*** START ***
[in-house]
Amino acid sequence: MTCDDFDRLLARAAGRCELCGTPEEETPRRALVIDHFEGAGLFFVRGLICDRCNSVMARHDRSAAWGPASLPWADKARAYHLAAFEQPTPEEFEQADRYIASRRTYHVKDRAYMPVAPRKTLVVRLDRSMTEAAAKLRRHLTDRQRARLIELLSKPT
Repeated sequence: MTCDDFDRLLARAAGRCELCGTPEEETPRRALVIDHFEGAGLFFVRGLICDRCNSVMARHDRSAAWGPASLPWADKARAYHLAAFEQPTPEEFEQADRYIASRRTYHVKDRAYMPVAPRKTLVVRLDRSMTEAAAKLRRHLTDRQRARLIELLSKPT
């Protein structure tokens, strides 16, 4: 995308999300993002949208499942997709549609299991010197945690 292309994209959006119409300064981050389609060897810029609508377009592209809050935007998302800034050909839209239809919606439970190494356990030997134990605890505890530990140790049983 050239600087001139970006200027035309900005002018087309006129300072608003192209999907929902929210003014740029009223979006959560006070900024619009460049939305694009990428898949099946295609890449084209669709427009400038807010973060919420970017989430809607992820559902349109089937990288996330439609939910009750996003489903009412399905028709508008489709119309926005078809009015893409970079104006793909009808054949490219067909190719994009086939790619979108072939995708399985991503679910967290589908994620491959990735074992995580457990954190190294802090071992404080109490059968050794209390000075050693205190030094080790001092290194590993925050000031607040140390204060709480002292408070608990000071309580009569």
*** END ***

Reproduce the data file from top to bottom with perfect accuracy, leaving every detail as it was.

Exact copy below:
[in-house]
Amino acid sequence: MTCDDFDRLLARAAGRCELCGTPEEETPRRALVIDHFEGAGLFFVRGLICDRCNSVMARHDRSAAWGPASLPWADKARAYHLAAFEQPTPEEFEQADRYIASRRTYHVKDRAYMPVAPRKTLVVRLDRSMTEAAAKLRRHLTDRQRARLIELLSKPT
Repeated sequence: MTCDDFDRLLARAAGRCELCGTPEEETPRRALVIDHFEGAGLFFVRGLICDRCNSVMARHDRSAAWGPASLPWADKARAYHLAAFEQPTPEEFEQADRYIASRRTYHVKDRAYMPVAPRKTLVVRLDRSMTEAAAKLRRHLTDRQRARLIELLSKPT
């Protein structure tokens, strides 16, 4: 995308999300993002949208499942997709549609299991010197945690 292309994209959006119409300064981050389609060897810029609508377009592209809050935007998302800034050909839209239809919606439970190494356990030997134990605890505890530990140790049983 050239600087001139970006200027035309900005002018087309006129300072608003192209999907929902929210003014740029009223979006959560006070900024619009460049939305694009990428898949099946295609890449084209669709427009400038807010973060919420970017989430809607992820559902349109089937990288996330439609939910009750996003489903009412399905028709508008489709119309926005078809009015893409970079104006793909009808054949490219067909190719994009086939790619979108072939995708399985991503679910967290589908994620491959990735074992995580457990954190190294802090071992404080109490059968050794209390000075050693205190030094080790001092290194590993925050000031607040140390204060709480002292408070608990000071309580009569």